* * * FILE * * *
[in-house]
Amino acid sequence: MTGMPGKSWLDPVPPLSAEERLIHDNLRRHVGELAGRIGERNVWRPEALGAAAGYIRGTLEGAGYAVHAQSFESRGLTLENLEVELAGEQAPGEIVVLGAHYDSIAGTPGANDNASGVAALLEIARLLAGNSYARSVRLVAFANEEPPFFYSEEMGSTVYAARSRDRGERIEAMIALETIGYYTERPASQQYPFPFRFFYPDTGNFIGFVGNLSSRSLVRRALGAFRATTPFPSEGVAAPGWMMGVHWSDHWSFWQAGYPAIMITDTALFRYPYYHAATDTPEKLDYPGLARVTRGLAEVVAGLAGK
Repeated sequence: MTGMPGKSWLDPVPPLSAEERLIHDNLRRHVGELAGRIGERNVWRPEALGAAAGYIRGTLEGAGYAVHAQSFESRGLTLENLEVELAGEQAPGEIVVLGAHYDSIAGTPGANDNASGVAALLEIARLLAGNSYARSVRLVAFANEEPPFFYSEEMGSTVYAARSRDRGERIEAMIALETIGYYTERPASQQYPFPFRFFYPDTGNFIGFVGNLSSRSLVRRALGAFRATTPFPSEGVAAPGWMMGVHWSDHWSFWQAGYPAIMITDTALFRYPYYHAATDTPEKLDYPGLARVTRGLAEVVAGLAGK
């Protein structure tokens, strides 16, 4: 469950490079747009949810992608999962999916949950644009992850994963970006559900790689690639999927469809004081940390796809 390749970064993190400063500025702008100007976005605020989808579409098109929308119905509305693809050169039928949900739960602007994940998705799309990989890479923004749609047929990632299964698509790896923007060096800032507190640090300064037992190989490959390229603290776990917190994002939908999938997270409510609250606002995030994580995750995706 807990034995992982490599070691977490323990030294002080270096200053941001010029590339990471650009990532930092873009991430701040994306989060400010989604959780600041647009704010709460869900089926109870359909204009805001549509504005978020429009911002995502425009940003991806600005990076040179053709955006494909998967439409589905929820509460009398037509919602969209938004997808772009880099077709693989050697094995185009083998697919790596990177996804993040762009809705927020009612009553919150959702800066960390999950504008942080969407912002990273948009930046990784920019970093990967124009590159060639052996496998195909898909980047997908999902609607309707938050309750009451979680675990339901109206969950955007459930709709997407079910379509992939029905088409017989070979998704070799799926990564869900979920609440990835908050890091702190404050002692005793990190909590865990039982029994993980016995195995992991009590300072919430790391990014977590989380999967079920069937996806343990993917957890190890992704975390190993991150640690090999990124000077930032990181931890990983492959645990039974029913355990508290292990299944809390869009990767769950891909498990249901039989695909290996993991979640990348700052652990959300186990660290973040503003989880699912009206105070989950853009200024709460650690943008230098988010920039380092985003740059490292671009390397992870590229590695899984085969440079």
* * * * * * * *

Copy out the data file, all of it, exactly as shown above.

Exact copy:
[in-house]
Amino acid sequence: MTGMPGKSWLDPVPPLSAEERLIHDNLRRHVGELAGRIGERNVWRPEALGAAAGYIRGTLEGAGYAVHAQSFESRGLTLENLEVELAGEQAPGEIVVLGAHYDSIAGTPGANDNASGVAALLEIARLLAGNSYARSVRLVAFANEEPPFFYSEEMGSTVYAARSRDRGERIEAMIALETIGYYTERPASQQYPFPFRFFYPDTGNFIGFVGNLSSRSLVRRALGAFRATTPFPSEGVAAPGWMMGVHWSDHWSFWQAGYPAIMITDTALFRYPYYHAATDTPEKLDYPGLARVTRGLAEVVAGLAGK
Repeated sequence: MTGMPGKSWLDPVPPLSAEERLIHDNLRRHVGELAGRIGERNVWRPEALGAAAGYIRGTLEGAGYAVHAQSFESRGLTLENLEVELAGEQAPGEIVVLGAHYDSIAGTPGANDNASGVAALLEIARLLAGNSYARSVRLVAFANEEPPFFYSEEMGSTVYAARSRDRGERIEAMIALETIGYYTERPASQQYPFPFRFFYPDTGNFIGFVGNLSSRSLVRRALGAFRATTPFPSEGVAAPGWMMGVHWSDHWSFWQAGYPAIMITDTALFRYPYYHAATDTPEKLDYPGLARVTRGLAEVVAGLAGK
């Protein structure tokens, strides 16, 4: 469950490079747009949810992608999962999916949950644009992850994963970006559900790689690639999927469809004081940390796809 390749970064993190400063500025702008100007976005605020989808579409098109929308119905509305693809050169039928949900739960602007994940998705799309990989890479923004749609047929990632299964698509790896923007060096800032507190640090300064037992190989490959390229603290776990917190994002939908999938997270409510609250606002995030994580995750995706 807990034995992982490599070691977490323990030294002080270096200053941001010029590339990471650009990532930092873009991430701040994306989060400010989604959780600041647009704010709460869900089926109870359909204009805001549509504005978020429009911002995502425009940003991806600005990076040179053709955006494909998967439409589905929820509460009398037509919602969209938004997808772009880099077709693989050697094995185009083998697919790596990177996804993040762009809705927020009612009553919150959702800066960390999950504008942080969407912002990273948009930046990784920019970093990967124009590159060639052996496998195909898909980047997908999902609607309707938050309750009451979680675990339901109206969950955007459930709709997407079910379509992939029905088409017989070979998704070799799926990564869900979920609440990835908050890091702190404050002692005793990190909590865990039982029994993980016995195995992991009590300072919430790391990014977590989380999967079920069937996806343990993917957890190890992704975390190993991150640690090999990124000077930032990181931890990983492959645990039974029913355990508290292990299944809390869009990767769950891909498990249901039989695909290996993991979640990348700052652990959300186990660290973040503003989880699912009206105070989950853009200024709460650690943008230098988010920039380092985003740059490292671009390397992870590229590695899984085969440079």